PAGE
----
Updated 10 January 2019

The service was good.

There were numerous examples observed where staff had ensured people were cared for in a compassionate way. We saw a high volume of compliments about staff attitude and examples where they had gone above and beyond their expectations.

People�s independence was promoted by staff and people we spoke with felt empowered to maintain control of their lives. People felt that they were treated in a way that protected their dignity and staff demonstrated they knew how important it was to ensure people�s privacy was maintained.

People�s diverse needs and characteristics were taken into account when care plans were written.

Responsive

Good

Updated 10 January 2019

The service was good.

Care plans contained highly detailed, objective led instructions for staff to ensure people�s wellbeing was upheld in a holistic way.

People�s care and support is planned proactively in partnership with them. Staff use innovative and individual ways of involving people so that they feel consulted, empowered, listened to and valued.

People knew how to make complaints and felt their concerns were responded to appropriately. There were systems and processes in place to ensure complaint were recorded and acted upon in a timely way.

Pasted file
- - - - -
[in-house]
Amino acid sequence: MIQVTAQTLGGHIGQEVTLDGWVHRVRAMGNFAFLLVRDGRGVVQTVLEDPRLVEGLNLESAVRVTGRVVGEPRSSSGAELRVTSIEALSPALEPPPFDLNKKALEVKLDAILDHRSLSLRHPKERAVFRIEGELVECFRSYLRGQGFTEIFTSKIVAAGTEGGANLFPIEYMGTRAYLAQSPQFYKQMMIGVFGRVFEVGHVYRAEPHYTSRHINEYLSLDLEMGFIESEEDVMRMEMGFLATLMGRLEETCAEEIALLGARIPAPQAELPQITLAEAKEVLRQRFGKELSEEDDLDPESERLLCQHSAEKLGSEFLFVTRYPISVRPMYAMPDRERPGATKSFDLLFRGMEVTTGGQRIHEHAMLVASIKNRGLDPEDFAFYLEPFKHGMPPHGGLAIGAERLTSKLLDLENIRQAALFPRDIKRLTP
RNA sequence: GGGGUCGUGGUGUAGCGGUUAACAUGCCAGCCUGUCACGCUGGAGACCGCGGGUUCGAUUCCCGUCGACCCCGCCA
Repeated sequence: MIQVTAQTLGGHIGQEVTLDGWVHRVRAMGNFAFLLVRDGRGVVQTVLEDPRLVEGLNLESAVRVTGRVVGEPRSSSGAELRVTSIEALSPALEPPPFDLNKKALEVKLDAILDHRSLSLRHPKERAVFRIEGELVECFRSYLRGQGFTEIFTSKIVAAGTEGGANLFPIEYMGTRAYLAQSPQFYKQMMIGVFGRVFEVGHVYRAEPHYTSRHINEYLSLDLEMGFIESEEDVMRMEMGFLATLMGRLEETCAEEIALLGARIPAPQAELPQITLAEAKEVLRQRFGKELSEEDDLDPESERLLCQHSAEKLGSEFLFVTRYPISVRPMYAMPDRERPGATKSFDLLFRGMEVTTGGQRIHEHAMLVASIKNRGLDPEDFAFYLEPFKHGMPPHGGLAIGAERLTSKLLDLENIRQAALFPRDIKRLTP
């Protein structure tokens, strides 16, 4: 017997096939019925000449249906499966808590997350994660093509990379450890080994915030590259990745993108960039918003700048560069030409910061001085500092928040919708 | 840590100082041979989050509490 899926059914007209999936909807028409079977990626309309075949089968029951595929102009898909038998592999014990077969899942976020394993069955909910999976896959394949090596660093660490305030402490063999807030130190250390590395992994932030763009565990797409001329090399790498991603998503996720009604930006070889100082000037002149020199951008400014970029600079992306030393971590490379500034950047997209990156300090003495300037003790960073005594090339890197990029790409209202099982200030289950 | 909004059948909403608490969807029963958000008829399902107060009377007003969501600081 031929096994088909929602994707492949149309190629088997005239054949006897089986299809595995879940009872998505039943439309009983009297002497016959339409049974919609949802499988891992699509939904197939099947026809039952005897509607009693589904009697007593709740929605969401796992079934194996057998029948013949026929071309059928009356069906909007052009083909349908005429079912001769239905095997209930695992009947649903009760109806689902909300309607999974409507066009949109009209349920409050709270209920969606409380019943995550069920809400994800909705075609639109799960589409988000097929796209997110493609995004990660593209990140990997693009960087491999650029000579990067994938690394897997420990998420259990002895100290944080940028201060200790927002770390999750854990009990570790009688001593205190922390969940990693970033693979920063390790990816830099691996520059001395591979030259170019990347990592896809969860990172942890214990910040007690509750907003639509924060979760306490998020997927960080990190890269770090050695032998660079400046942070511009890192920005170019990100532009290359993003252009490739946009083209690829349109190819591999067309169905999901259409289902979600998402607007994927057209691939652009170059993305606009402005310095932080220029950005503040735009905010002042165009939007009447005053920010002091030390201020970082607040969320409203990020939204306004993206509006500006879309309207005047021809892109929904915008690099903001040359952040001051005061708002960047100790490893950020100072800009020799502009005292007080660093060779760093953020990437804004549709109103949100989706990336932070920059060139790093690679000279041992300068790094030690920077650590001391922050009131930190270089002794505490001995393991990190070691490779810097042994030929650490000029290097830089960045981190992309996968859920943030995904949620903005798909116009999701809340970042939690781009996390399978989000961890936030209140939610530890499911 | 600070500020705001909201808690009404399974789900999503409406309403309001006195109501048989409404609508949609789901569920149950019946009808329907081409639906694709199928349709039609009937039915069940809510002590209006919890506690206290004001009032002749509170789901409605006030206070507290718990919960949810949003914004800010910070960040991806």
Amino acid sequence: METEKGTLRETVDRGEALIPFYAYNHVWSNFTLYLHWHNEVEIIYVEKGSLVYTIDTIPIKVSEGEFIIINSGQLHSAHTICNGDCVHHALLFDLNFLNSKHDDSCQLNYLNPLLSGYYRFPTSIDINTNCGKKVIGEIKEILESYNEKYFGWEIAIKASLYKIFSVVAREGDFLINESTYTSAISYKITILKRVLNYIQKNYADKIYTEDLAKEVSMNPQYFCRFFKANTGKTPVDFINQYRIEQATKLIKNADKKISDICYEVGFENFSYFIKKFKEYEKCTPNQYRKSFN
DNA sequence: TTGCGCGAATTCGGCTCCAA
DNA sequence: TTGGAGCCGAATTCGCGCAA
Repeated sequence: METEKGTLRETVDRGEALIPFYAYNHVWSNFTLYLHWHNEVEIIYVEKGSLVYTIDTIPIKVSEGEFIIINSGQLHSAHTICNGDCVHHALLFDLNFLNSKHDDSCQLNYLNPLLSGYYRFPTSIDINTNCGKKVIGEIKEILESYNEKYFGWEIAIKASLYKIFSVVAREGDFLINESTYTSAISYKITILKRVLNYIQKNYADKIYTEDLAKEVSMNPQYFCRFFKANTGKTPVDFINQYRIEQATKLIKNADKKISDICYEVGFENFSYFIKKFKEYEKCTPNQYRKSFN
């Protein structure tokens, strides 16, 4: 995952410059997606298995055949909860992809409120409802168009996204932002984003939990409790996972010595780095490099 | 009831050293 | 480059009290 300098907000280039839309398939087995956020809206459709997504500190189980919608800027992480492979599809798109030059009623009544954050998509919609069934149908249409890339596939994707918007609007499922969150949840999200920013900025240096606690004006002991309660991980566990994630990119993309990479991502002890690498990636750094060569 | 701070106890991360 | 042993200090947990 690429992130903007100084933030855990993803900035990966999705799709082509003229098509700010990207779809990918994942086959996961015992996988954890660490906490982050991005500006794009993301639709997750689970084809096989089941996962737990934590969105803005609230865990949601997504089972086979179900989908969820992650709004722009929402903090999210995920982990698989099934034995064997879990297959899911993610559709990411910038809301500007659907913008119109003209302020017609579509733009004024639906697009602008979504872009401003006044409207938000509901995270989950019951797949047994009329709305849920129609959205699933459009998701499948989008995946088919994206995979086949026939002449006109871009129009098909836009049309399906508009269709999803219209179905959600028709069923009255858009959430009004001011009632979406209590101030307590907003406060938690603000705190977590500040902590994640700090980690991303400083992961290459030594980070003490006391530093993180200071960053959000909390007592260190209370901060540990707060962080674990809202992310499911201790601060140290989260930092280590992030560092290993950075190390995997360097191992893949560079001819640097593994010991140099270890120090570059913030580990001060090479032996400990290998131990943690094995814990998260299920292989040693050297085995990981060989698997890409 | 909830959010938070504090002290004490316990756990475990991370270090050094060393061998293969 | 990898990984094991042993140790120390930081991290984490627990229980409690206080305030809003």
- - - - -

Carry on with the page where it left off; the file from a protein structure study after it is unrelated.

Well-led

Outstanding

Updated 10 January 2019

The service was outstanding.

The service was led by a registered manager whose innovative work towards improving the service was nationally recognised and the service was accredited by external agencies as a high performing organisation.

The vision and values of the service were person-centred. This makes sure people are at the heart of the service. The service provided a member of staff to ensure a community day centre run by a local charity for people with dementia could continue to operate safely.

The service used innovative ways to involve staff in the development of the service and their ideas were implemented where a benefit to people or the running of the service was evident. Staff were universally positive about the leadership and culture of the service.

The service finds innovative and creative ways to enable people to be empowered and voice their opinions. The service also donated to charity for each survey response as an incentive for people to return surveys. People received newsletters which contained up to date information about the service and the community.